Stephen Hawking vector art by AlaaEbrahim387
Farewell to the Brightest Star of the World, the Extraordinary Stephen Hawking
Stephen Hawking was a brilliant astrophysicist who inspired and awed. He pushed our understanding of, curiosity about, and excitement for the universe around us. He made us laugh. He made us curious. He made us imagine.
Hawking, who died this morning at the age of 76 after 52 years of living with amyotrophic lateral sclerosis (ALS, or Lou Gehrig’s disease), will leave behind a deeply important legacy.
How the Universe Works: Stephen Hawking’s Theory of Everything, Animated in 150 Seconds
A Brief History of Time in no tima at all.
by Maria PopovaLegendary theoretical physicist and cosmologist Stephen Hawking is among the greatest scientific minds in human history. In this charming animation for The Guardian’s MadeSimple series, UK-based animation studio Scriberia — who also made the wonderful trailer for Oliver Burkeman’s Antidote — condenses Hawking’s expansive, mind-bending theories down to 150 seconds. Reminiscent in spirit of the RSA animations, though much better-executed creatively, the short video is the visual equivalent of the art of the soundbite.
Though undeniably delightful, I can’t help but wonder whether such quick visual syntheses of the life’s work of boundless genius might be our era’s version of the aphorisms that Susan Sontag worried commodify wisdom. But let’s go with optimism and hope that, rather than exercises in reductionism, formats like this are, as Neil deGrasse Tyson said of the soundbite, triggers for interest which “set a learning path into motion that becomes self-driven.” In other words, let’s hope this gets more people to read A Brief History of Time, one of these seven timeless reads about time.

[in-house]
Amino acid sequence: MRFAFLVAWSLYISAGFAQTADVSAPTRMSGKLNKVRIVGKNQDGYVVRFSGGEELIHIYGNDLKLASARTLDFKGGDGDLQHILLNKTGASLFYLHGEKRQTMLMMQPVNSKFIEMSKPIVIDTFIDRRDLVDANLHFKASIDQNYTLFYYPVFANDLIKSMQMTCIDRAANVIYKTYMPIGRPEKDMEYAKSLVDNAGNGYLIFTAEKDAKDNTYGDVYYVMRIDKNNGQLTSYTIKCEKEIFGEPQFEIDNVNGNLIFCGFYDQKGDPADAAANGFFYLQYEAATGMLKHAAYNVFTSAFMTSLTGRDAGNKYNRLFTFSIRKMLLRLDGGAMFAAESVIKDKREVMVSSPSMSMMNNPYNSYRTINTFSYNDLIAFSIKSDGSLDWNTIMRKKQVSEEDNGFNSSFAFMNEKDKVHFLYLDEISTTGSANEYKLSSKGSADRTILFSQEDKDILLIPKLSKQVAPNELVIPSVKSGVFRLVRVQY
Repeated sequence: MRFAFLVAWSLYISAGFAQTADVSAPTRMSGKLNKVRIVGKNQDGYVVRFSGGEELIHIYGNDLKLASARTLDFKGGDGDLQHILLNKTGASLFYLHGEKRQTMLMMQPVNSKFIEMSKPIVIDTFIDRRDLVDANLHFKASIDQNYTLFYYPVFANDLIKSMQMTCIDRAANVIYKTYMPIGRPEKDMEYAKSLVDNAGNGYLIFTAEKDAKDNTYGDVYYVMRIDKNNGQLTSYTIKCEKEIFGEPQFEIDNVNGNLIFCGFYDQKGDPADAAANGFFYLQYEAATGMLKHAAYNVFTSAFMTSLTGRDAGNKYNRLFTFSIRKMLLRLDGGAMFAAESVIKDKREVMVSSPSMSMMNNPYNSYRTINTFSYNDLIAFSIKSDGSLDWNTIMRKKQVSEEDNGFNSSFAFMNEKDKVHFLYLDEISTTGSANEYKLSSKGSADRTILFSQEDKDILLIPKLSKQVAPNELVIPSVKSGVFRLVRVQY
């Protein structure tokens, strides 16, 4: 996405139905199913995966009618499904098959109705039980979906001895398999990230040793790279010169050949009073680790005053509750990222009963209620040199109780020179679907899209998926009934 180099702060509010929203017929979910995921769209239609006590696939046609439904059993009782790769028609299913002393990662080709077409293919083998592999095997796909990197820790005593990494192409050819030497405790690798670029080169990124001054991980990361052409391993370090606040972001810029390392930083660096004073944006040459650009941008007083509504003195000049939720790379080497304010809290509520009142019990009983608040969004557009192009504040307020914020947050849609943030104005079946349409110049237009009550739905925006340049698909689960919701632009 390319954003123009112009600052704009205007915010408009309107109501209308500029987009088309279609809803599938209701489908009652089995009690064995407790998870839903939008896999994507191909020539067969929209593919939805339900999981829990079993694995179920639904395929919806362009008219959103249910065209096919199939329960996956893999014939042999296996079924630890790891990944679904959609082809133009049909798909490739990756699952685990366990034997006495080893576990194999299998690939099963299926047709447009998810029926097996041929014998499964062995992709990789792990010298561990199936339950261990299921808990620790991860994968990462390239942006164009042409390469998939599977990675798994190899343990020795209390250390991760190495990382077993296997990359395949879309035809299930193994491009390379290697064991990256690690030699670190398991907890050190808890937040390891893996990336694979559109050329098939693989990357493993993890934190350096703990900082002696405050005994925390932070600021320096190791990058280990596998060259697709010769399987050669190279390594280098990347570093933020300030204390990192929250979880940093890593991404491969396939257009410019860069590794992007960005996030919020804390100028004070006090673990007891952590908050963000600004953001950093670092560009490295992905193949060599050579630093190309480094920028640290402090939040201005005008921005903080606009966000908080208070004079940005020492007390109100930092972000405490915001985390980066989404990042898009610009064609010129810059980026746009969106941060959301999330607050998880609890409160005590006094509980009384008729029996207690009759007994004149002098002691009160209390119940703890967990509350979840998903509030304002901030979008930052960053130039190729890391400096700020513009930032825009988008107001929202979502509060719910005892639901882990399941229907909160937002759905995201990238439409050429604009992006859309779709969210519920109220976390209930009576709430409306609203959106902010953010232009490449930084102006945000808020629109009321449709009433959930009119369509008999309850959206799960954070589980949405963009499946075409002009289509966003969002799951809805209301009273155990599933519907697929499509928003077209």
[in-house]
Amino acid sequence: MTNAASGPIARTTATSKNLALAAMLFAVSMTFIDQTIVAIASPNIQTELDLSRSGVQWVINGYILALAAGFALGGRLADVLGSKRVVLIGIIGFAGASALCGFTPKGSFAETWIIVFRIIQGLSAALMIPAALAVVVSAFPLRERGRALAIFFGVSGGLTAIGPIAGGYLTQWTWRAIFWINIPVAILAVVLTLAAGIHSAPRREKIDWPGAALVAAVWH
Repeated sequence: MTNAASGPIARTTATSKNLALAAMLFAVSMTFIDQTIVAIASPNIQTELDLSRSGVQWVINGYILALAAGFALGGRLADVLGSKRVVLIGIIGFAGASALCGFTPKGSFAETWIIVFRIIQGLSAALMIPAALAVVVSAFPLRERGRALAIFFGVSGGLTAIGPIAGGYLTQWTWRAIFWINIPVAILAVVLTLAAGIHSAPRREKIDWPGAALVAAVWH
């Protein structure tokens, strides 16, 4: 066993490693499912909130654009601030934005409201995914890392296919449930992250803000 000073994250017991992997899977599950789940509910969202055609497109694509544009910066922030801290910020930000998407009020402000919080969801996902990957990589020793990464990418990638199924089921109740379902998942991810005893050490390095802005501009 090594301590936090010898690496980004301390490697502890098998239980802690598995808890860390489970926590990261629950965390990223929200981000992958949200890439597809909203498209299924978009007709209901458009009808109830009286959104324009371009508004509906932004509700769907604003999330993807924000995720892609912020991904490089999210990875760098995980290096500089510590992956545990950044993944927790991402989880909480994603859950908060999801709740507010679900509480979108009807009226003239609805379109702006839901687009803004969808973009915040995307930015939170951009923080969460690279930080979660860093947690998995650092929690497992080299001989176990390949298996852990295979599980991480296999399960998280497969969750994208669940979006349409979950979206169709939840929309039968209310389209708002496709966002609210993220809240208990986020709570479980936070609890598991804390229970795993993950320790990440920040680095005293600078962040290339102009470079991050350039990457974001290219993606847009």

Stephen Hawking (RIP) Explains His Revolutionary Theory of Black Holes with the Help of Chalkboard Animations
Stephen Hawking died last night at age of 76. I can think of no better, brief social media tribute than that from the @thetweetofgod: “It’s only been a few hours and Stephen Hawking already mathematically proved, to My face, that I don’t exist.” Hawking was an atheist, but he didn’t claim to have eliminated the idea with pure mathematics. But if he had, it would have been brilliantly elegant, even—as he used the phrase in his popular 1988 cosmology A Brief History of Time—to a theoretical “mind of God.”
Hawking himself used the word “elegant,” with modesty, to describe his discovery that “general relativity can be combined with quantum theory,” that is, “if one replaces ordinary time with so-called imaginary time.” In the bestselling A Brief History of Time, he described how one might possibly reconcile the two. His search for this “Grand Unified Theory of Everything,” writes his editor Peter Guzzardi, represented “the quest for the holy grail of science—one theory that could unite two separate fields that worked individually but wholly independently of each other.”